LETTER: Defining ‘fair’

The teachers have adopted the slogan “fair deal” to sell the public on the idea that a raise in teachers’ wages is fair and deserved...

The teachers have adopted the slogan “fair deal” in their campaign to sell the public on the idea that a raise in teachers’ wages is fair and deserved.

The government’s response has been a campaign to convince the public that the teachers’ demands are unreasonable and unfair.

Apparently both sides have decided that facts are overrated and that what is important is winning the public relations campaign to woo the public to their side. Sadly, the public’s behaviour suggests that it is PR that is important and facts are of little interest or use.

When you attach “fair” to something that represents your point of view, you have attached “fair” to something biased to your point of view.

When “fair” is part of a pitch to sell your point of view to the public and use the public to force the government to give in, you are using the term “fair” to convey – or serving to convey – an impression your point of view is “fair.”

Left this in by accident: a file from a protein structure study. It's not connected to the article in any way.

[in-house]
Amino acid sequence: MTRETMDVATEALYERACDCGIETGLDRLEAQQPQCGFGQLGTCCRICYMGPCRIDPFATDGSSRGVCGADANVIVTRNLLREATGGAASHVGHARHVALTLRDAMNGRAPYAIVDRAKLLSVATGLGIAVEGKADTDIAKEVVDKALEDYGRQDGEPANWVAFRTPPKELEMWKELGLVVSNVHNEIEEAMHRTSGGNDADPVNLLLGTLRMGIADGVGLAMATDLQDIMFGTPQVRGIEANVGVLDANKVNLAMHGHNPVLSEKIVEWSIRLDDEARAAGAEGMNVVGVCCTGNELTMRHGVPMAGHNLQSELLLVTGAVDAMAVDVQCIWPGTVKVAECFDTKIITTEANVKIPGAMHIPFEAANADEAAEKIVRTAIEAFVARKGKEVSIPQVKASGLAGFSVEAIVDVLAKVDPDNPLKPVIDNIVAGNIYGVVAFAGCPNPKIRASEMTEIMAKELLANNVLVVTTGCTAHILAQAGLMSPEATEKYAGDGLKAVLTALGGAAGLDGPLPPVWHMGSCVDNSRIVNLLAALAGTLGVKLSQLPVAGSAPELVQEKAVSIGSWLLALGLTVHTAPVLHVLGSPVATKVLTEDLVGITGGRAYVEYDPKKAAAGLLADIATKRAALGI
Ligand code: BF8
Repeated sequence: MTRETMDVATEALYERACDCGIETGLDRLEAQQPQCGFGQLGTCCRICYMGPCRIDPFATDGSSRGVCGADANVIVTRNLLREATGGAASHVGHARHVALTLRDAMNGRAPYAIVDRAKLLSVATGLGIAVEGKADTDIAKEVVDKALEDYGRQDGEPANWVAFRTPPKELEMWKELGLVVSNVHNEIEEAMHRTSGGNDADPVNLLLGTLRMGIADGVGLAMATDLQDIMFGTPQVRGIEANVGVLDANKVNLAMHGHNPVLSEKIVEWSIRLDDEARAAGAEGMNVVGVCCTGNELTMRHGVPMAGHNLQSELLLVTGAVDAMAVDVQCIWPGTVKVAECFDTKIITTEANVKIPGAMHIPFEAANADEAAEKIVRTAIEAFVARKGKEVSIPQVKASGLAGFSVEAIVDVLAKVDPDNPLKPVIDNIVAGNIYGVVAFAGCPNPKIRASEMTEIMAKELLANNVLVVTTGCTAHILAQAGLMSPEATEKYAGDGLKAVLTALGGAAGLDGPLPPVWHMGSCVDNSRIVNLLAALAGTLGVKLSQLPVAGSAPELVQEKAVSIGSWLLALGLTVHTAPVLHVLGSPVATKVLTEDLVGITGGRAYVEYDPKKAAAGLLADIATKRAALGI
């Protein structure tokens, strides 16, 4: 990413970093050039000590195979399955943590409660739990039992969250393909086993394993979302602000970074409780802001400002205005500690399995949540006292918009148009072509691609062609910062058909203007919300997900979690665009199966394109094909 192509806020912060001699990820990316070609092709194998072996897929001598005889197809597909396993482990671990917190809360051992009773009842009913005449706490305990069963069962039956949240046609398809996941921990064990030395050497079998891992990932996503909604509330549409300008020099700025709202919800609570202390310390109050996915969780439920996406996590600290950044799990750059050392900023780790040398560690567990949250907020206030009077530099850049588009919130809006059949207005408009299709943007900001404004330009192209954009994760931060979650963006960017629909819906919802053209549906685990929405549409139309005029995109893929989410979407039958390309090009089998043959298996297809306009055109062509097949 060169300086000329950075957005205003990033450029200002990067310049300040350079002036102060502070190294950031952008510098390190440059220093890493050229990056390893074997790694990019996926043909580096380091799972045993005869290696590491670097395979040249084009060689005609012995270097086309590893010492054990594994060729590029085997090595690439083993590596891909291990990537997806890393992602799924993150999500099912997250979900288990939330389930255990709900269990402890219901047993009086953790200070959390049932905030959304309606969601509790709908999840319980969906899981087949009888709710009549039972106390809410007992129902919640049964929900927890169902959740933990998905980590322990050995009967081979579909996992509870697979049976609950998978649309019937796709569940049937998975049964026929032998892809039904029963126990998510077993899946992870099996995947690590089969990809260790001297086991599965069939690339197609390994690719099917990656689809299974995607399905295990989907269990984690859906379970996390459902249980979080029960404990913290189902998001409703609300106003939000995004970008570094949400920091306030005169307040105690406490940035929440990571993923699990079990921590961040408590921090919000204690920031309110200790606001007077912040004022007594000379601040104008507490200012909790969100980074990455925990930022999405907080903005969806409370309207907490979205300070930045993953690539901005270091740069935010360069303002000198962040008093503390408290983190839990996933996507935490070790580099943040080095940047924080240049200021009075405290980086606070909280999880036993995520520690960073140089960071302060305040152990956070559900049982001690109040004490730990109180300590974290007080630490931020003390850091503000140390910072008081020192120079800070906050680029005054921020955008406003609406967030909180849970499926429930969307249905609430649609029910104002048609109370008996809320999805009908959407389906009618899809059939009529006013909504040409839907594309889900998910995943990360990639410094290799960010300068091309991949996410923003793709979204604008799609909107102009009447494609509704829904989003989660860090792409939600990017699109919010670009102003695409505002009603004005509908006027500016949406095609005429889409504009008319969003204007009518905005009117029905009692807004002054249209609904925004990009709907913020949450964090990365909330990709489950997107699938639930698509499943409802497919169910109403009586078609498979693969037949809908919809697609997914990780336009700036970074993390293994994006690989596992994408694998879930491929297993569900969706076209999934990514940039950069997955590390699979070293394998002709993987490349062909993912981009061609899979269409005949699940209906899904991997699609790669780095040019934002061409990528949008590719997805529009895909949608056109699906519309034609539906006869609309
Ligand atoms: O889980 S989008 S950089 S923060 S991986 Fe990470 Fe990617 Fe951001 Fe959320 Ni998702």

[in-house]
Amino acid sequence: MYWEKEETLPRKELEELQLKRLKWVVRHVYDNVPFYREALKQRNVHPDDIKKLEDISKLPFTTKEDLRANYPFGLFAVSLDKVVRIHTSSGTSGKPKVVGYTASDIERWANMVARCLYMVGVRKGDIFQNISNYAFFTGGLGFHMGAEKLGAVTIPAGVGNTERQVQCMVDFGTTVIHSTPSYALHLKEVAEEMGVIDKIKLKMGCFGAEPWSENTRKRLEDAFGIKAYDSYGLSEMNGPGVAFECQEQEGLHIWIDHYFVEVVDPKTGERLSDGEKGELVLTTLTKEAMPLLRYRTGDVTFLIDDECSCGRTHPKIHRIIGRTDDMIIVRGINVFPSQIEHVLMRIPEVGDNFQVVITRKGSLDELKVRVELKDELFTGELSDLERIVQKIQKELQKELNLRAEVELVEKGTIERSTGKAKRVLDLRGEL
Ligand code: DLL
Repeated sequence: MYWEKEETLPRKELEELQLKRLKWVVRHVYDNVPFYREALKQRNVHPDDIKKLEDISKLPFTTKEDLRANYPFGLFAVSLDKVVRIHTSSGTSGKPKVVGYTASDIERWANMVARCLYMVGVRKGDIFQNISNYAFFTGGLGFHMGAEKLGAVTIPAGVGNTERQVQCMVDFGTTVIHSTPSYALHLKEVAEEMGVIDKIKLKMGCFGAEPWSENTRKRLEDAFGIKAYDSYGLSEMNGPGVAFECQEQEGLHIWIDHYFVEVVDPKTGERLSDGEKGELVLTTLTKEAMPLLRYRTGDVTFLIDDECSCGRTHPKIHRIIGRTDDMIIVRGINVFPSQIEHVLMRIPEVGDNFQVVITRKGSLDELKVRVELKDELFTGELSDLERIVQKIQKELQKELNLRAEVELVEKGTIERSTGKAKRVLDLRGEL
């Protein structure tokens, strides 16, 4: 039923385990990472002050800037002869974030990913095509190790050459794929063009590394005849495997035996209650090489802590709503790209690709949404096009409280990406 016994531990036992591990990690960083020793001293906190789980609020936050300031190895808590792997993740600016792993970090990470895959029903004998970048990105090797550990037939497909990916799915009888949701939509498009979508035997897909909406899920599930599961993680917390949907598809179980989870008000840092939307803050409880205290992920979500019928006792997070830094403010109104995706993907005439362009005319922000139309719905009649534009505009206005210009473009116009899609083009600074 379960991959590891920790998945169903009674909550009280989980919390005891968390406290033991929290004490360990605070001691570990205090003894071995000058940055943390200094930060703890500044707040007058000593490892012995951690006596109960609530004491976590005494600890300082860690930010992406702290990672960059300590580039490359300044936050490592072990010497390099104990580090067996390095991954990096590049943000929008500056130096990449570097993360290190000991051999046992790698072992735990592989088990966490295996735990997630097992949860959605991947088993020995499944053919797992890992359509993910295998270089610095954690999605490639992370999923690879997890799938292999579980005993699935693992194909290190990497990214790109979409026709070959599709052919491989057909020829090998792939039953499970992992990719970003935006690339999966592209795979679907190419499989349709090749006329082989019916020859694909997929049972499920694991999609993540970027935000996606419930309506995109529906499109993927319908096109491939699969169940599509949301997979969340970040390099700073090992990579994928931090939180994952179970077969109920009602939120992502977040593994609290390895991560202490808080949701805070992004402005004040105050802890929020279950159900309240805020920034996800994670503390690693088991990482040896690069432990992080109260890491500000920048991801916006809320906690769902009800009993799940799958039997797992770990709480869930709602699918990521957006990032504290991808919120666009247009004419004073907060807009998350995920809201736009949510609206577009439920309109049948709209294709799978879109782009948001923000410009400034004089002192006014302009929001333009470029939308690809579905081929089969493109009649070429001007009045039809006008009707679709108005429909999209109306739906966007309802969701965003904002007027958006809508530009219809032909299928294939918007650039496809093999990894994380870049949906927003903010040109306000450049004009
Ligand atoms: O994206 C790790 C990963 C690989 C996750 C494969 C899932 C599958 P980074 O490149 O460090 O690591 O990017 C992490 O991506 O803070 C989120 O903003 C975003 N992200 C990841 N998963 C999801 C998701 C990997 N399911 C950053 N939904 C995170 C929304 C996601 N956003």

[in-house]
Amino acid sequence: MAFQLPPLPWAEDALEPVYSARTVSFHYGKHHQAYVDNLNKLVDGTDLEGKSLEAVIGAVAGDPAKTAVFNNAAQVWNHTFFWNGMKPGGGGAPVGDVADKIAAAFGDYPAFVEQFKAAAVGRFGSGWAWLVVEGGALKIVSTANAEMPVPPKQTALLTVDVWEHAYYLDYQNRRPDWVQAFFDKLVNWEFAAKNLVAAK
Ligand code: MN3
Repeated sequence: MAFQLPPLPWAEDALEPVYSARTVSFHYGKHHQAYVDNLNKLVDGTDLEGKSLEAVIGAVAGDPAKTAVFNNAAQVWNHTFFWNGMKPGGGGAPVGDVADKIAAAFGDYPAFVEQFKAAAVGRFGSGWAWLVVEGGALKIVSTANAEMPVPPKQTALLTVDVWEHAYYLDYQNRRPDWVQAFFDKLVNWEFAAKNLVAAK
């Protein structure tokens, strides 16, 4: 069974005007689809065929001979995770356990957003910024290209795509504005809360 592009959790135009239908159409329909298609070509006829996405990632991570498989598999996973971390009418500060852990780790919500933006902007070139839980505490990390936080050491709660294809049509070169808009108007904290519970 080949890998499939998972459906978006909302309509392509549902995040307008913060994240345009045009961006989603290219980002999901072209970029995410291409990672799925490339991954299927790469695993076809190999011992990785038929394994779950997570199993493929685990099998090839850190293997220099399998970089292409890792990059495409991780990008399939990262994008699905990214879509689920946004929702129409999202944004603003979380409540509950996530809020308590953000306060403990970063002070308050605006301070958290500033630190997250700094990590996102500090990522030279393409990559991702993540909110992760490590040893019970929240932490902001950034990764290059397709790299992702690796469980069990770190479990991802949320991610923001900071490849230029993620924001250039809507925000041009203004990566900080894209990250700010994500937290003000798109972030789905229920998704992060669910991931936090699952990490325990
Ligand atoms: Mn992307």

Ask yourself the question: Is it fair, for purposes of salary and benefits negotiation, to compare B.C. teachers’ salaries to teachers’ salaries in other provinces? If a B.C. teacher wants to make the salary of an Alberta teacher, let them do as other professionals seeking the same wages as Alberta professionals – move to Alberta.

The fact is that when you use the wages and economic health of those who pay the wages and benefits of teachers to determine “fair,” the inescapable conclusion one arrives at is that a fair salary for teachers (and other government employees and politicians) requires salary and benefits to be cut.

James W. Breckenridge

Abbotsford